The report also underlined that few staff knew about – let alone understood – the States’ whistleblowing policy, which allows them to disclose potential criminal offences, breaches of duty and miscarriages of justice involving their colleagues without fear of retribution.
HR Lounge's report wasn't the first time the States' alleged failure to adequately tackle bullying had been raised publicly. The Chapman Report made recommendations to update the policy on bullying back in 2010 after a former Minister was accused of bullying States staff, while more recently Deputy Russell Labey asked questions of the former Education Minister regarding bullying and harassment procedures at Highlands College.
Recent changes in leadership at the top levels of government were regarded positively in this most recent report, however, as they were seen as providing “a real opportunity to alter the current response to bullying and whistleblowing complaints.”
Pictured: Deputy Russell Labey had previously hinted at issues within the Education Department during States Assembly questioning.
Moving forward, they suggested a refreshed States policy on the matter, which makes it clear that there is “nil tolerance of issues of bullying and harassment”, as well as a three-year period of managerial training to ensure that senior staff “are briefed on dealing with such incidents.” They added that managerial intervention and mediation could also be more heavily relied upon as conflict resolution tools.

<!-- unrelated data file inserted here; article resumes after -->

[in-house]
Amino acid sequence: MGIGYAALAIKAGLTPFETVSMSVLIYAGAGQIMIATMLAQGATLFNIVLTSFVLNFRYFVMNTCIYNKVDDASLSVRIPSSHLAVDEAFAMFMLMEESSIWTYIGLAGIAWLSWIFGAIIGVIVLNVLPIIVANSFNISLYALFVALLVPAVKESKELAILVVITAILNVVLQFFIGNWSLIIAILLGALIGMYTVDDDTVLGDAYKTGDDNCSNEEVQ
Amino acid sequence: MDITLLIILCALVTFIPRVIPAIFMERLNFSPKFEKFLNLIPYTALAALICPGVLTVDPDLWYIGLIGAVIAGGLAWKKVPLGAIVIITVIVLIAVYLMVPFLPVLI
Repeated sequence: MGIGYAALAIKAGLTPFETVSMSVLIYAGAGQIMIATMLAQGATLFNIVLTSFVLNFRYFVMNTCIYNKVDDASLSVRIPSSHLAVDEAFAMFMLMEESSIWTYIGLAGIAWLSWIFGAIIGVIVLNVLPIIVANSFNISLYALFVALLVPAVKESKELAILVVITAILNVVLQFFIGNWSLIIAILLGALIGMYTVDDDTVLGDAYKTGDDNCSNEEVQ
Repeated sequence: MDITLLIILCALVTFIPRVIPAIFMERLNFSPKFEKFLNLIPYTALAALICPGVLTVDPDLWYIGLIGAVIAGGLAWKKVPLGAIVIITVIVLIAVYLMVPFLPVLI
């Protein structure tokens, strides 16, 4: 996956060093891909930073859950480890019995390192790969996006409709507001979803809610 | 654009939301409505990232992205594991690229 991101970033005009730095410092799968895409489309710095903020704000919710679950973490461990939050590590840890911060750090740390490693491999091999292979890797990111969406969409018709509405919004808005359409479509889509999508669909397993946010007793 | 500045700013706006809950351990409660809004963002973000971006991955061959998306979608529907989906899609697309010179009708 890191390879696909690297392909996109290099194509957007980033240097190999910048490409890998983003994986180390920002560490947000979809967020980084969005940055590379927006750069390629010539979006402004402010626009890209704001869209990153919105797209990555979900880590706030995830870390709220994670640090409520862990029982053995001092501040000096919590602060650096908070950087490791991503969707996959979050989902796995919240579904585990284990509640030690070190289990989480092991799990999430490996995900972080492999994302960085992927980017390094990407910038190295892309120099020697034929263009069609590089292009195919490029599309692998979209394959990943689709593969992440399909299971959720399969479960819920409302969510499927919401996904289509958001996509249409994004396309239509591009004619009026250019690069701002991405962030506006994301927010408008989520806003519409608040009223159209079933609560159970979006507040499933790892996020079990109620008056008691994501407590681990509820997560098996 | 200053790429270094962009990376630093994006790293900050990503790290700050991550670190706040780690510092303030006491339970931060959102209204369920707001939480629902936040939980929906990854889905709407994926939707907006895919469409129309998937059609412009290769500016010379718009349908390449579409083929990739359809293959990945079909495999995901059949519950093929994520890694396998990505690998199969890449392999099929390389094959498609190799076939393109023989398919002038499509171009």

Improvements to the investigation process were also suggested, including “creating a pool of properly trained investigators” within the States workforce. We propose that a small cartel of investigative resources be established by way of a small team made up of ‘seconded ‘Jersey staff working on secondment for a period of say, two years as well as a relationship with externally sourced investigators for particularly difficult, senior or sensitive cases,” the report explained.
‘Friends’ to act as confidantes who provide procedural updates for complainants, respondents and witnesses were also suggested as a way of providing better support to those involved in bullying cases.
Should the States choose to implement those “inexpensive or nil-cost” recommendations, the report concluded that the organisation will “better project and represent [its] status as an employer of choice and be able to maintain a stronger and more contemporary organisational culture.”